Go with the basic assumption that they are not qualified. If they tell you they used to be a nurse, assume they could be lying. If they show you photos of their work, realize that there could be ten times that many people where the procedures didn't go well. Assume that they could be psychos that get off on cutting you. Now, odds are these worries will be baseless, but because there is no industry monitoring or certification, you and you alone must be able to judge their qualities and abilities.I think I'd prefer to see a doctor for my procedure. How can I find one that is willing?
The only way to be able to judge their ability is to do everything you can to fully educate yourself on the procedure you are interested in and all the risks and issues associated with it. At that point you can meaningfully interview potential practitioners and more reasonably decide what the best course of action is.
First and foremost, you must realize that a doctor (and any ethical practitioner, medically trained or not) will turn you away if they feel you are not mentally stable. Now, you're coming to them asking for a procedure that's well outside of the cultural norm, so you've already got one potential mark against you -- be very sure that you can rationally justify the procedure you're interested in. If you can't, then it might be in your best interest to simply wait and think about it a bit longer.I'd like to seek an underground practitioner. How do I find one?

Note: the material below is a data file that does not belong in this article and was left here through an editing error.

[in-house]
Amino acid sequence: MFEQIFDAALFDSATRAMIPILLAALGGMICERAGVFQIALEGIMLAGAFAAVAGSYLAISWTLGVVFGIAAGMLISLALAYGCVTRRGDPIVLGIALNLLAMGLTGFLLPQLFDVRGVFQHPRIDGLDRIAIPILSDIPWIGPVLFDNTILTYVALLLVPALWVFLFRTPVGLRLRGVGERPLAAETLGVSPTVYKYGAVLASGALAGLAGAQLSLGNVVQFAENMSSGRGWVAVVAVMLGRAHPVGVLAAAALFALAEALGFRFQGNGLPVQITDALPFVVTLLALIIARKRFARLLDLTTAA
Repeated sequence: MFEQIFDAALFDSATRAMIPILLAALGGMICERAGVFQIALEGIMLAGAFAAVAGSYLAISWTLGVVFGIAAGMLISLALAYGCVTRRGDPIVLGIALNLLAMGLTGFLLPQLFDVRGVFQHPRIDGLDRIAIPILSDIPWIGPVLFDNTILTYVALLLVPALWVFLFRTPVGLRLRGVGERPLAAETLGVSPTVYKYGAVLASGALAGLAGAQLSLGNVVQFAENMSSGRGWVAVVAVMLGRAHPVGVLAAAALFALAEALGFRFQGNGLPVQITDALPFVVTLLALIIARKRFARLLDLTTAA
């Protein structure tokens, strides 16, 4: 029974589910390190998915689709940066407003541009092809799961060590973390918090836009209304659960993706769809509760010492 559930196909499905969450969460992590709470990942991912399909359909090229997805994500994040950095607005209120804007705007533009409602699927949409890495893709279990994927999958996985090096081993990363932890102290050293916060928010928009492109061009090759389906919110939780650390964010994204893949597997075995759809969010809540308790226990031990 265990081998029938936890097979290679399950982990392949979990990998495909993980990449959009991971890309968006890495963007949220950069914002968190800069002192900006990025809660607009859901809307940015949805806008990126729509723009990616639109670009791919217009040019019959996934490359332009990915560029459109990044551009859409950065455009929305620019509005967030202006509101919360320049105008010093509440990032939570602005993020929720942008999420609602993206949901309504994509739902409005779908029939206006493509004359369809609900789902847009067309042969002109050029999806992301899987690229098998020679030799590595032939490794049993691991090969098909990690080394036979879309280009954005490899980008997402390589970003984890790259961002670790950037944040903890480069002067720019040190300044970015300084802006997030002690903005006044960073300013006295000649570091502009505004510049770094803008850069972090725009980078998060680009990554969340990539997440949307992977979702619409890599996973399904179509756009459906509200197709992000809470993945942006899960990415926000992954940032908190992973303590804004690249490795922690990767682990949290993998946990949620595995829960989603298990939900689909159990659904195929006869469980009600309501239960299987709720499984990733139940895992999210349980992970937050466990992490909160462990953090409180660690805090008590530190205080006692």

Before seeking underground routes, you would be advised to first approach some plastic surgeons in your area. Look for those who specialize in breast implants and cosmetic genital enhancement, as they will be most used to unusual requests.
If that fails, there is a network of doctors both inside and outside of the West that are willing to do these procedures. For obvious reasons I'm not about to list their contact information here, but they can be easily found using the existing body modification contact lists on BME, as well as through tradition heavy SM and eunuch channels.
Assuming that someone who maintains a public profile doesn't offer the procedure you're looking for, just ask around. Local piercing studios may well know people. Local leather and SM shops may know people. Try telling your story on mailing lists and describe why you're interested. While most don't post on mailing lists, many practitioners monitor lists to keep up on what's going on and to meet potential clients.I think I'd like to do it myself.
Whatever you do, don't just blindly go to the first person you find. While the first one might be qualified, they might not. Make sure you know all your options, and then make the best choice. Make sure that the person you've picked out to do your procedure is both technically qualified, and that you are comfortable with them on a personal level. If your gut says no, back out.